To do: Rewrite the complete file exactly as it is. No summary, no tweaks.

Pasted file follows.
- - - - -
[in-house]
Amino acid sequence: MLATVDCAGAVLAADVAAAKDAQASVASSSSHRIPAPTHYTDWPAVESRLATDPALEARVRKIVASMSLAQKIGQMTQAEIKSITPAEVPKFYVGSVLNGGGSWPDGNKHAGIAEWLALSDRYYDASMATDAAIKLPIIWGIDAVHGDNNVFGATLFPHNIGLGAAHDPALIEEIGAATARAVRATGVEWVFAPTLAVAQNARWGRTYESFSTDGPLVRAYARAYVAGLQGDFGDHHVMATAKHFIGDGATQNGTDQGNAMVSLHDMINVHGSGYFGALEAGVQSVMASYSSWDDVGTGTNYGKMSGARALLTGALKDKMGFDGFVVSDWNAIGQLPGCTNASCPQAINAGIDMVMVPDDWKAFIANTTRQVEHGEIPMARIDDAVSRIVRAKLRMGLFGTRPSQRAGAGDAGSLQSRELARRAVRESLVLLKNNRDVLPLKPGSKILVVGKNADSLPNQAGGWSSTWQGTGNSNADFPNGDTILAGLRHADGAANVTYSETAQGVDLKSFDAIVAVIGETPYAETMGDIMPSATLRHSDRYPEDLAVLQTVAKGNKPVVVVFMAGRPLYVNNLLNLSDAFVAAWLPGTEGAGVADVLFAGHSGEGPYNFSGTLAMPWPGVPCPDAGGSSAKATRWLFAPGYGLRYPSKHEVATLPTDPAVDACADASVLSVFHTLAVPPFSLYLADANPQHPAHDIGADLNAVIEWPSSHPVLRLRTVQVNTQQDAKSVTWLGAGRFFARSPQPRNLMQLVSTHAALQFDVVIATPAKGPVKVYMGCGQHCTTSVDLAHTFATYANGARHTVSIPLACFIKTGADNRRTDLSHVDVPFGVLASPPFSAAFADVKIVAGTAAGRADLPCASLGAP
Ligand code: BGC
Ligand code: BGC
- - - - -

[in-house]
Amino acid sequence: MLATVDCAGAVLAADVAAAKDAQASVASSSSHRIPAPTHYTDWPAVESRLATDPALEARVRKIVASMSLAQKIGQMTQAEIKSITPAEVPKFYVGSVLNGGGSWPDGNKHAGIAEWLALSDRYYDASMATDAAIKLPIIWGIDAVHGDNNVFGATLFPHNIGLGAAHDPALIEEIGAATARAVRATGVEWVFAPTLAVAQNARWGRTYESFSTDGPLVRAYARAYVAGLQGDFGDHHVMATAKHFIGDGATQNGTDQGNAMVSLHDMINVHGSGYFGALEAGVQSVMASYSSWDDVGTGTNYGKMSGARALLTGALKDKMGFDGFVVSDWNAIGQLPGCTNASCPQAINAGIDMVMVPDDWKAFIANTTRQVEHGEIPMARIDDAVSRIVRAKLRMGLFGTRPSQRAGAGDAGSLQSRELARRAVRESLVLLKNNRDVLPLKPGSKILVVGKNADSLPNQAGGWSSTWQGTGNSNADFPNGDTILAGLRHADGAANVTYSETAQGVDLKSFDAIVAVIGETPYAETMGDIMPSATLRHSDRYPEDLAVLQTVAKGNKPVVVVFMAGRPLYVNNLLNLSDAFVAAWLPGTEGAGVADVLFAGHSGEGPYNFSGTLAMPWPGVPCPDAGGSSAKATRWLFAPGYGLRYPSKHEVATLPTDPAVDACADASVLSVFHTLAVPPFSLYLADANPQHPAHDIGADLNAVIEWPSSHPVLRLRTVQVNTQQDAKSVTWLGAGRFFARSPQPRNLMQLVSTHAALQFDVVIATPAKGPVKVYMGCGQHCTTSVDLAHTFATYANGARHTVSIPLACFIKTGADNRRTDLSHVDVPFGVLASPPFSAAFADVKIVAGTAAGRADLPCASLGAP
Ligand code: BGC
Ligand code: BGC